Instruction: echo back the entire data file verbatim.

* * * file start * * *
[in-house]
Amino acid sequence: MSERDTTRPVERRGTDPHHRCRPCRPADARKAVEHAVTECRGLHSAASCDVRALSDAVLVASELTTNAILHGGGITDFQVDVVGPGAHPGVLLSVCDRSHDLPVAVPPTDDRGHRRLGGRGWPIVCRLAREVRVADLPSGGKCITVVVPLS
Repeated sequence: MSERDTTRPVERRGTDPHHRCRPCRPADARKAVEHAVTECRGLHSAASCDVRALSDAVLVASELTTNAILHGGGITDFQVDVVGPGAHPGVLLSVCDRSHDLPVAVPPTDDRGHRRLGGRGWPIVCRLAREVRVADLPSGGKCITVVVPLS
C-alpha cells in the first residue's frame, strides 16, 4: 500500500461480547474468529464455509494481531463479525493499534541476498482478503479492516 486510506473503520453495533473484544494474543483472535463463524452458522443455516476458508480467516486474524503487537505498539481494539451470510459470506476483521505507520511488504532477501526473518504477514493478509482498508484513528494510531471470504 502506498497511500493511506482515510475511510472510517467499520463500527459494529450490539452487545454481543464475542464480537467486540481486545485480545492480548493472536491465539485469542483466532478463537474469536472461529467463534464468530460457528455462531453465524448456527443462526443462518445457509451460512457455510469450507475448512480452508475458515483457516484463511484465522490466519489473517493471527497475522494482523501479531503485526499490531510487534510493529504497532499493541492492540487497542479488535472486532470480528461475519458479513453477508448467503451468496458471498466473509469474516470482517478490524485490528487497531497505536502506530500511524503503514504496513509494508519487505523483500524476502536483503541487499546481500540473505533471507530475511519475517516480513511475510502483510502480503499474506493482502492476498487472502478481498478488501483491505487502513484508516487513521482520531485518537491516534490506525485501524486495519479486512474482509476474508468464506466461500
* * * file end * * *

[in-house]
Amino acid sequence: MSERDTTRPVERRGTDPHHRCRPCRPADARKAVEHAVTECRGLHSAASCDVRALSDAVLVASELTTNAILHGGGITDFQVDVVGPGAHPGVLLSVCDRSHDLPVAVPPTDDRGHRRLGGRGWPIVCRLAREVRVADLPSGGKCITVVVPLS
Repeated sequence: MSERDTTRPVERRGTDPHHRCRPCRPADARKAVEHAVTECRGLHSAASCDVRALSDAVLVASELTTNAILHGGGITDFQVDVVGPGAHPGVLLSVCDRSHDLPVAVPPTDDRGHRRLGGRGWPIVCRLAREVRVADLPSGGKCITVVVPLS
C-alpha cells in the first residue's frame, strides 16, 4: 500500500461480547474468529464455509494481531463479525493499534541476498482478503479492516 486510506473503520453495533473484544494474543483472535463463524452458522443455516476458508480467516486474524503487537505498539481494539451470510459470506476483521505507520511488504532477501526473518504477514493478509482498508484513528494510531471470504 502506498497511500493511506482515510475511510472510517467499520463500527459494529450490539452487545454481543464475542464480537467486540481486545485480545492480548493472536491465539485469542483466532478463537474469536472461529467463534464468530460457528455462531453465524448456527443462526443462518445457509451460512457455510469450507475448512480452508475458515483457516484463511484465522490466519489473517493471527497475522494482523501479531503485526499490531510487534510493529504497532499493541492492540487497542479488535472486532470480528461475519458479513453477508448467503451468496458471498466473509469474516470482517478490524485490528487497531497505536502506530500511524503503514504496513509494508519487505523483500524476502536483503541487499546481500540473505533471507530475511519475517516480513511475510502483510502480503499474506493482502492476498487472502478481498478488501483491505487502513484508516487513521482520531485518537491516534490506525485501524486495519479486512474482509476474508468464506466461500